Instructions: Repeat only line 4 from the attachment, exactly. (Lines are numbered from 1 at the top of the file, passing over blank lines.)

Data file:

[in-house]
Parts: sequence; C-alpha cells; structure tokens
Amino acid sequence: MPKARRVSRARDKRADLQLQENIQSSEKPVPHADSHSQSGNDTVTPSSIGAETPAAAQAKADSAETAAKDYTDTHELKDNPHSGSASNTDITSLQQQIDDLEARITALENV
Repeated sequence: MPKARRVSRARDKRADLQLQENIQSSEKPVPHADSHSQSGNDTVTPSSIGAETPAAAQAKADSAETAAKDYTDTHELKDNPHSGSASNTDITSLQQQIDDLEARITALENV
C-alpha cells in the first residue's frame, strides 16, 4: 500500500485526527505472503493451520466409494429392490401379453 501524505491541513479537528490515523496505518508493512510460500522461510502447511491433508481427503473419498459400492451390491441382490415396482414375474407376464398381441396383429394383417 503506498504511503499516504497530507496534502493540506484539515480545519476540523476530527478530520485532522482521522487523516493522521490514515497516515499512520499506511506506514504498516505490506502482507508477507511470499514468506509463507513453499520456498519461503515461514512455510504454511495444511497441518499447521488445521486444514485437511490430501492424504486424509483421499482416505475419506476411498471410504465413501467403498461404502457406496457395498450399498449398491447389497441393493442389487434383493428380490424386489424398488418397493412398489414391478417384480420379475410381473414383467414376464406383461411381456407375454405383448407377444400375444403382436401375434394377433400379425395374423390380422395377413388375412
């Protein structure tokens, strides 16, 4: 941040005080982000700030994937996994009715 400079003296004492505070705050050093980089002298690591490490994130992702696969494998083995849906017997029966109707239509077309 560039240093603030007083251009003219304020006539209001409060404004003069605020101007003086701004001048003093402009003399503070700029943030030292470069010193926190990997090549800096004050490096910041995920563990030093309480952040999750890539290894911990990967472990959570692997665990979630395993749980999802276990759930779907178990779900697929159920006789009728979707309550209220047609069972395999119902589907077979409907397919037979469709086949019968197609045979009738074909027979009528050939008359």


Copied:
Repeated sequence: MPKARRVSRARDKRADLQLQENIQSSEKPVPHADSHSQSGNDTVTPSSIGAETPAAAQAKADSAETAAKDYTDTHELKDNPHSGSASNTDITSLQQQIDDLEARITALENV